Based on the evidence, the court found that defendant had violated his probation on both counts. As to the first count, the court found that the condition required an assessment, and defendant failed to complete it even after being directed to do so by his probation officer. The court explained that defendant had adequate time to schedule an assessment prior to his arrest. The court further found that defendant had at least constructive possession of the marijuana found in the trailer, and therefore violated the condition prohibiting possession of a regulated drug. Defendant appeals.

The State has the burden of proving by a preponderance of the evidence that a defendant violated his probation. State v. Decoteau, 2007 VT 94, ¶ 8, 182 Vt. 433, 940 A.2d 661. " Whether a violation occurred is mixed question of law and fact." Id. First, the court must determine the facts, and second, make a legal conclusion regarding whether those facts amount to a violation. Id.

Defendant argues that there was insufficient evidence to conclude that defendant violated his probation by failing to complete an alcohol and drug screening because the condition did not contain a time requirement. It is the State's burden to show that defendant had fair notice of the condition he allegedly violated. State v. Bostwick, 2014 VT 97, ¶ 8, 103 A.3d 476. The condition may be " express" or " so clearly implied that a probationer, in fairness, can be said to have notice of it." State v. Austin, 165 Vt. 389, 398, 685 A.2d 1076 (1996) (quotation and emphases omitted); see State v. Gleason, 154 Vt. 205, 216, 576 A.2d 1246 (1990) (explaining that due process requires notice of what acts constitute a violation and instructions from probation officer can serve to provide notice).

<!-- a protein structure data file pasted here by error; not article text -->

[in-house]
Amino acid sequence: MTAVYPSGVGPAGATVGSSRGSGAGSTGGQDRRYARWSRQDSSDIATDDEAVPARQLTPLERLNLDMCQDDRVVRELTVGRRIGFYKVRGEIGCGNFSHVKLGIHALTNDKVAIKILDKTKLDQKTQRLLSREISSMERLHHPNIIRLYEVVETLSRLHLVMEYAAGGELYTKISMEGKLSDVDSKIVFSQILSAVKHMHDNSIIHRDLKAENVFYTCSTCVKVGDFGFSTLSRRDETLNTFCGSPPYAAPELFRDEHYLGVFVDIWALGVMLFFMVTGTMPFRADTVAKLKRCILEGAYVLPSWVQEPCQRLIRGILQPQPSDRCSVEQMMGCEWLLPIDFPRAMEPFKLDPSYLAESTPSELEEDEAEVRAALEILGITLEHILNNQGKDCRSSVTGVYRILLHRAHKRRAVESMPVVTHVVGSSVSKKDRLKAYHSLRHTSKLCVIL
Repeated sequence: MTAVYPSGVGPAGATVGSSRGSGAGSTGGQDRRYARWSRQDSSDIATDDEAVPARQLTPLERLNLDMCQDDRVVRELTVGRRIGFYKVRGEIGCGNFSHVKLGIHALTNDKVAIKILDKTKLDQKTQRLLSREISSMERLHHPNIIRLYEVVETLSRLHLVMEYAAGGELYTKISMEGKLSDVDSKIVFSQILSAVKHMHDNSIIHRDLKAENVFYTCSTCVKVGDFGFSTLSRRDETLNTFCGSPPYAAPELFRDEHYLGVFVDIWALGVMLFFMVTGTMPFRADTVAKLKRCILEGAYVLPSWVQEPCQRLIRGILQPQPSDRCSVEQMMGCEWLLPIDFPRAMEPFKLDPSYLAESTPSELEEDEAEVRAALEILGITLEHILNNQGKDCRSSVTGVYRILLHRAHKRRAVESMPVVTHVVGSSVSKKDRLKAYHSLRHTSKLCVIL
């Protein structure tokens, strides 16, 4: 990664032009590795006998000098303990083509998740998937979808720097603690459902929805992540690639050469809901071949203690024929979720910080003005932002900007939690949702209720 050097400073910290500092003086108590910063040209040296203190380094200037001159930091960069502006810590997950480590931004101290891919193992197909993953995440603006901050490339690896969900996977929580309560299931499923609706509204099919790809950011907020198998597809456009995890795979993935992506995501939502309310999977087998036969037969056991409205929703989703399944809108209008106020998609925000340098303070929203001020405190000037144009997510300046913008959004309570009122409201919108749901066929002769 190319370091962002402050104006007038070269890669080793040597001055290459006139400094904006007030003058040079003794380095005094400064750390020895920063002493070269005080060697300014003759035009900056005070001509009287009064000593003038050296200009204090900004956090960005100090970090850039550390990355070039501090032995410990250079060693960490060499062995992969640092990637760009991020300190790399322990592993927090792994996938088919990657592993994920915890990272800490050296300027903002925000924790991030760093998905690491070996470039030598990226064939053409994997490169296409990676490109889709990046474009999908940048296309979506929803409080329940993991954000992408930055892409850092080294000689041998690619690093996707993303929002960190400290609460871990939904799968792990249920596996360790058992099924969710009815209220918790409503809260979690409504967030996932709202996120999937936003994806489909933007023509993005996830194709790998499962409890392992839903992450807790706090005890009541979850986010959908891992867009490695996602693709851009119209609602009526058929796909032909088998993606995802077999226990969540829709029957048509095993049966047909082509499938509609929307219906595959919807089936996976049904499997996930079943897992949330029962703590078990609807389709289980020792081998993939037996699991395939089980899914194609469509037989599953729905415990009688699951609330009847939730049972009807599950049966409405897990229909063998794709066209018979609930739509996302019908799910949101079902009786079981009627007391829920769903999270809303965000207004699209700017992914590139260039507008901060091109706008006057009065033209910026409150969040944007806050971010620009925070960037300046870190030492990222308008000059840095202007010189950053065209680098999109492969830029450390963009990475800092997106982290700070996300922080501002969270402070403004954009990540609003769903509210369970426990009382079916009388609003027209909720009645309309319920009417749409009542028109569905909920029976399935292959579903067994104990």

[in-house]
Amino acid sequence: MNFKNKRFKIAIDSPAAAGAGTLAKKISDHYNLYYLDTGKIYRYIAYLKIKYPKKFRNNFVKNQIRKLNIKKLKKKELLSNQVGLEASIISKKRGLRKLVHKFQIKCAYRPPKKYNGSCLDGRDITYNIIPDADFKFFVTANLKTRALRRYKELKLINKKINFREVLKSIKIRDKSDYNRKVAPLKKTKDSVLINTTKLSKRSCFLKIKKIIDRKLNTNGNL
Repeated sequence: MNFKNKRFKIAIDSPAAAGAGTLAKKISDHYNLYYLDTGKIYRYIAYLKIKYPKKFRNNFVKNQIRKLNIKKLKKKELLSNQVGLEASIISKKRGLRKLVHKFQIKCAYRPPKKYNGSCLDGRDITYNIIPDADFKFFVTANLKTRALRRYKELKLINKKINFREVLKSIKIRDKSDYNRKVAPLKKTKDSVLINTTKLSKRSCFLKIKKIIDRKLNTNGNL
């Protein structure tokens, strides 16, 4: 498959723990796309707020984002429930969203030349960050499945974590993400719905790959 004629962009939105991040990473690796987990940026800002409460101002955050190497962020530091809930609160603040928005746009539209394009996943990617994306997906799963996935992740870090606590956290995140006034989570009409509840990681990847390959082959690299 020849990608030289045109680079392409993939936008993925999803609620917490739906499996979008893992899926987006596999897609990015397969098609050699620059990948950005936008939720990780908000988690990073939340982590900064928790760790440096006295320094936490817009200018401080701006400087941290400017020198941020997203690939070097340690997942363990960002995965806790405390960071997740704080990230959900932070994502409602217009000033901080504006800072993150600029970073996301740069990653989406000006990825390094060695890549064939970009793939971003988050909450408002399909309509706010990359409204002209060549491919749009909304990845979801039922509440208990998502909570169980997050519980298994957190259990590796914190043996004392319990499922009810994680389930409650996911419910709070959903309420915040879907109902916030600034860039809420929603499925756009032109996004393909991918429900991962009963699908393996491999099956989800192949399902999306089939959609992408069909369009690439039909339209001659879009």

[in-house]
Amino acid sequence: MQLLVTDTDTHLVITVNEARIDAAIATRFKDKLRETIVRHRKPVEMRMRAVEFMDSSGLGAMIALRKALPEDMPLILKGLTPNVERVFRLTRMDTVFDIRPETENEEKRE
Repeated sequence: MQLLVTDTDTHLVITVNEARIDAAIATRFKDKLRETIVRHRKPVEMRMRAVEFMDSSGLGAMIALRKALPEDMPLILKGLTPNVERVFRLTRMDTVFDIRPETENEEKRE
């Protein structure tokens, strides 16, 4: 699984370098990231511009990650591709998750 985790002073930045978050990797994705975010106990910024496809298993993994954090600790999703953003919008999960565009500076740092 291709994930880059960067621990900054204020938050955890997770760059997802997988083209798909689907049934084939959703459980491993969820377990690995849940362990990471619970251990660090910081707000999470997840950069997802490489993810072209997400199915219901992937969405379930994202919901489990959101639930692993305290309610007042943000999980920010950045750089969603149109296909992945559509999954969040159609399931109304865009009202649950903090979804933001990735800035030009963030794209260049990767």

The condition at issue here states:

You must have alcohol and/or drug screening. If the screening shows that counseling and/or treatment is needed, you must attend and participate in whatever counseling and/or treatment your probation officer tells you to do. You must complete counseling and/or treatment to your probation officer's satisfaction.

Defendant asserts that the probation condition did not contain a time requirement, and therefore he was not on notice that he would be violated for failing to complete the assessment by a certain date. We conclude that the language of the condition and concurrent instructions of defendant's probation officer adequately put defendant on notice. See State v. Sanville, 2011 VT 34, ¶ 10, 189 Vt. 626, 22 A.3d 450 (explaining that a probation condition is unconstitutionally vague if a person of " common intelligence" must guess at its meaning) (mem.); State v. Peck, 149 Vt. 617, 619-20, 547 A.2d 1329 (1988) (stating that fair notice of what acts may constitute a violation can be provided through instructions given by probation officer). Here, although the condition does not contain a specific time requirement for completing the screening, the language and context is sufficient to put a reasonable person of common intelligence on notice that the screening must be completed at the beginning of defendant's probation given that the purpose of the assessment was to identify needed treatment or counseling. See State v. Stokes, 2013 VT 63, ¶ 28, 194 Vt. 351, 83 A.3d 567 (holding that it was reasonable for the court to find that defendant, who did not complete counseling because he refused to admit conduct, violated probation by failing to complete counseling program even though probation condition did not specifically require defendant to admit underlying conduct); see also Lawson v. State, 969 So.2d 222, 235 (Fla. ...